I was again complimented by Gen. Clebourne [sic], and I and my command were favorably noticed in his official report,2 as you are aware. My promotion immediately followed this engagement, with the circumstances of which you are well acquainted. My appointment as brigadier-general was on the 4th of October 1863. I had then served as colonel 18 months besides my 60 days' service with State troops. I count from the time of my election; but under authority of the War Department I had raised and organized the regiment, acting in the capacity and with the rank of colonel. You remember that after my promotion to brigadier-general I was assigned to the command of the old brigade [i.e., Wood's Brigade] with which I had served from the beginning, and which I had often commanded. From the foregoing you will observe, also, that I had never commanded less than a brigade.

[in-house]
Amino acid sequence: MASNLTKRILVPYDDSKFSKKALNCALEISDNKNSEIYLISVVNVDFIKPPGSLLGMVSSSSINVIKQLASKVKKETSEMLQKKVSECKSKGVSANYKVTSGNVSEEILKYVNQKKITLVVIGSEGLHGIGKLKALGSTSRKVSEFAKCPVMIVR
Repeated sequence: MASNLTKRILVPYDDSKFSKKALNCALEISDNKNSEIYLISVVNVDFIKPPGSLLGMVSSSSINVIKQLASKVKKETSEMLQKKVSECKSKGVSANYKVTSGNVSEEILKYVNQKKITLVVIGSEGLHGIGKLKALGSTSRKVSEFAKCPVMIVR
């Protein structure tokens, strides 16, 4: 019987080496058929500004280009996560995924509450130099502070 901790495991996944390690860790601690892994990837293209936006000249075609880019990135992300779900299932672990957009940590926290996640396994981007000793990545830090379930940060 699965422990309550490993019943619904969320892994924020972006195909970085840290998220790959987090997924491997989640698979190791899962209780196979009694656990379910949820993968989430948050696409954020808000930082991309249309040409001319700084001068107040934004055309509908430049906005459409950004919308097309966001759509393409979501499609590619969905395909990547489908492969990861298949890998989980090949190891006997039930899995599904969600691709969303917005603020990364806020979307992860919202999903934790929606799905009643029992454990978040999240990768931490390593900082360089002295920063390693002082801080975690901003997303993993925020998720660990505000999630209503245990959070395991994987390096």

Lowrey could count on his men to obey his orders, no matter how quixotic they might seem. The Thirty-second and Forty-fifth Mississippi was a crack regiment. At Tullahoma that spring, General Hardee had judged it the best-drilled regiment in the brigade and complimented the Mississippians in a general order. Lowrey himself was a man of tremendous personal magnetism. He radiated self-assurance... Lowrey became a Baptist minister, deeply loved by his congregation in the little Mississippi village of Kossuth. Lowrey continued his ministry in the army, preaching actively to his men. They dutifully yielded to his ministrations, and Lowrey baptized fifty members of the regiment in one two-week revival alone.